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China, India and Singapore attracted 57% of FDI projects in Asia-Pacific in 2011, but both Japan and Thailand suffered on the back of natural disasters.

China, India and Singapore attracted 2,485 of the 4,330 FDI projects into Asia-Pacific, according to a report released by fDi Intelligence. India was the strongest performing country with a 21% growth in FDI projects in 2011, following just 1% growth in 2010.  India and China achieved an increase in capital investment of 15% and 3% respectively. The top-performing country for attracting new jobs was China, which saw just over 340,000 jobs created as a result of inward FDI.

In terms of the size of projects, Indonesia, Pakistan and South Korea each recorded growth in capital investment in 2011 of more than 70% after securing large-scale investment projects. Examples include Cyprus-based Solway Group announcing a $3bn nickel smelting plant in Indonesia, and United Arab Emirates-based Al Ghurair Group announcing plans to develop a $700m oil refinery in Pakistan.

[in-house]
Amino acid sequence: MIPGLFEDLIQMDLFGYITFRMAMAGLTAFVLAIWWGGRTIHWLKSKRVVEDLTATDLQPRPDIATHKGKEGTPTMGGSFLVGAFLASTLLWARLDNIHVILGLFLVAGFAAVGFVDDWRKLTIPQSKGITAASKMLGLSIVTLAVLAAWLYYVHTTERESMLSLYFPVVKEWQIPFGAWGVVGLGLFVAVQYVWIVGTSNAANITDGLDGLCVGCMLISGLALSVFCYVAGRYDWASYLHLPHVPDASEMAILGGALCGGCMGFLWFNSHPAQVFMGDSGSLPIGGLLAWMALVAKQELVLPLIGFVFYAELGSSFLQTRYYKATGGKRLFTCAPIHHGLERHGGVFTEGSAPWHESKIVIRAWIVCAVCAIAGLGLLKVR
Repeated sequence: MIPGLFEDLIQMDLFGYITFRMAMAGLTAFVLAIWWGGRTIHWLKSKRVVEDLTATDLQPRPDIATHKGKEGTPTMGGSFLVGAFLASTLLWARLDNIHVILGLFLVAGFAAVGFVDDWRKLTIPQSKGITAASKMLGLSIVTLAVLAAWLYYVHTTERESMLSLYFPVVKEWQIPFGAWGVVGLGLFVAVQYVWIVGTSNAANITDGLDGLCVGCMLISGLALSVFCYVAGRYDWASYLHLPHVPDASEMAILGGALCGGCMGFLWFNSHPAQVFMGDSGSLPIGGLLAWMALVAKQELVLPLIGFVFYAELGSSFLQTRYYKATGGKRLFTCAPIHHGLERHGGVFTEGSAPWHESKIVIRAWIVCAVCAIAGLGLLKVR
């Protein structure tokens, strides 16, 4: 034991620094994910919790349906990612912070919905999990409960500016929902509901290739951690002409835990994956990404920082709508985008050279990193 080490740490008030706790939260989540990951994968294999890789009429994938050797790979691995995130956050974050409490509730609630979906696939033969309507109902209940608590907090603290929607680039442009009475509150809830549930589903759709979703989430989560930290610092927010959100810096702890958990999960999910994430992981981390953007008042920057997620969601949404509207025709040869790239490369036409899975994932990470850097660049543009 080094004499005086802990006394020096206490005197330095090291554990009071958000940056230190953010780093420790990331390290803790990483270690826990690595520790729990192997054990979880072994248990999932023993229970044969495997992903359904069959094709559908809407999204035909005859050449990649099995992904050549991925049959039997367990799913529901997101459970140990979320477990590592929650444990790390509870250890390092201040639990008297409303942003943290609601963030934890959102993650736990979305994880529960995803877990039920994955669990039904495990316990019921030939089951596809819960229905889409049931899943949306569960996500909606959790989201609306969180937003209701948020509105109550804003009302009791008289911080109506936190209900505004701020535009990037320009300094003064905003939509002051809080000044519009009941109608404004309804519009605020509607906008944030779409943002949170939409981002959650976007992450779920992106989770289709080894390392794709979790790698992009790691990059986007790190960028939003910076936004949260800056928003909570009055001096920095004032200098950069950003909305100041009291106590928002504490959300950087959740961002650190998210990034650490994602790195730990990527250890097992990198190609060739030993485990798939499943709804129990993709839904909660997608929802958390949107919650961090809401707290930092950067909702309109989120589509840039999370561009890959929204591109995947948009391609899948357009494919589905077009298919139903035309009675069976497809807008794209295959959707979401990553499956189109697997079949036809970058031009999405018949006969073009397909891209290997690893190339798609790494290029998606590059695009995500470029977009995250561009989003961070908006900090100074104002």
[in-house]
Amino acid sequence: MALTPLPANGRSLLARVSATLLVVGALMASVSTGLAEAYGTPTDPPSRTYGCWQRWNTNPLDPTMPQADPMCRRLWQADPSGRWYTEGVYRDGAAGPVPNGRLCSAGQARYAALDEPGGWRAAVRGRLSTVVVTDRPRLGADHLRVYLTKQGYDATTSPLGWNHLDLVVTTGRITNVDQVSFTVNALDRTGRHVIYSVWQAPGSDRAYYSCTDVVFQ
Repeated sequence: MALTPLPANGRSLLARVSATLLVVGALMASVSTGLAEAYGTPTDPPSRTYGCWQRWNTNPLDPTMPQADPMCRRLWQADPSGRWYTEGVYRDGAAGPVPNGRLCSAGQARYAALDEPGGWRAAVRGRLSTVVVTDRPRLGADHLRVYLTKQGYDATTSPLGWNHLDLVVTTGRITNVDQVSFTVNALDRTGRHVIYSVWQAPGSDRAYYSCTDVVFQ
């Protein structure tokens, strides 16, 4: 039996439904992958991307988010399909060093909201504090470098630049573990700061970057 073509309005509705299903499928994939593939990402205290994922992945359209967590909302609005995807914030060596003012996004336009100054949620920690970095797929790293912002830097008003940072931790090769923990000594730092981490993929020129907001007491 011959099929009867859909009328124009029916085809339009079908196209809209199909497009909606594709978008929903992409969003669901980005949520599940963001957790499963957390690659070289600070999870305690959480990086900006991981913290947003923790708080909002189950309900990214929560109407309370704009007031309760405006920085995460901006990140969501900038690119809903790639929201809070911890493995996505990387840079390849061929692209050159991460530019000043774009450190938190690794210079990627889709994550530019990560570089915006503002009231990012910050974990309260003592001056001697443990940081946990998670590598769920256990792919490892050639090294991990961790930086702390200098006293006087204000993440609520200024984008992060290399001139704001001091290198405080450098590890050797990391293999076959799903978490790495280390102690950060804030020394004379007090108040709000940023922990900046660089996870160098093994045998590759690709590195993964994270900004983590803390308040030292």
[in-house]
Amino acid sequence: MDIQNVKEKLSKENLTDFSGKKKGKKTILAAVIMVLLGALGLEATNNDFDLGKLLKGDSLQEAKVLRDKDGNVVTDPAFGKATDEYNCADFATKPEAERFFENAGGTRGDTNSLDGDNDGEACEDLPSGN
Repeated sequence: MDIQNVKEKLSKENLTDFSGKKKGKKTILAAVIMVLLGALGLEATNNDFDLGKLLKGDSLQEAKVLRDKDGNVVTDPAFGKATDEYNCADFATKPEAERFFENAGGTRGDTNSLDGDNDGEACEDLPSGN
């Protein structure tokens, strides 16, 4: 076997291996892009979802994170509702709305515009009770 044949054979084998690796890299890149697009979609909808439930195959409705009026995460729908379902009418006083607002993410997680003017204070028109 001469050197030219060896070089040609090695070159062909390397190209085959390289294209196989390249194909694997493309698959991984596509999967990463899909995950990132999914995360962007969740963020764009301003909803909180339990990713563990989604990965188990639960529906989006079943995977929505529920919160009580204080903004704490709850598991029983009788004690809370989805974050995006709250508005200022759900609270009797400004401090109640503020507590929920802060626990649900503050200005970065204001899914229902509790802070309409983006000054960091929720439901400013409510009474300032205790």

fDi ’s figures relate solely to greenfield investment and exclude mergers and acquisitions.

 

Natural Disasters take their toll

The impact of the natural disasters in Japan and Thailand is clearly evident in the sharp decline in FDI in both countries. fDi Intelligence recorded a 25% decline in the number of FDI projects investing in Japan and a 35% decline in Thailand.  With production and supply chains severely damaged domestically, Japan and Thailand-based companies accelerated their outward FDI overseas with growth in outward FDI projects in 2011 of 6% and 45%, respectively.

 

2011 saw the announcement of $6.93 bn into Asia-Pacific’s Renewable Energy sector

FDI in renewable energy grew rapidly, with a 59% increase in project numbers and 77% increase in jobs creation in the sector in 2011. Metals and minerals was the largest sector for FDI, with an estimated $45bn of capital investment in Asia-Pacific tracked by fDi Intelligence.

 

Global FDI predictions for 2012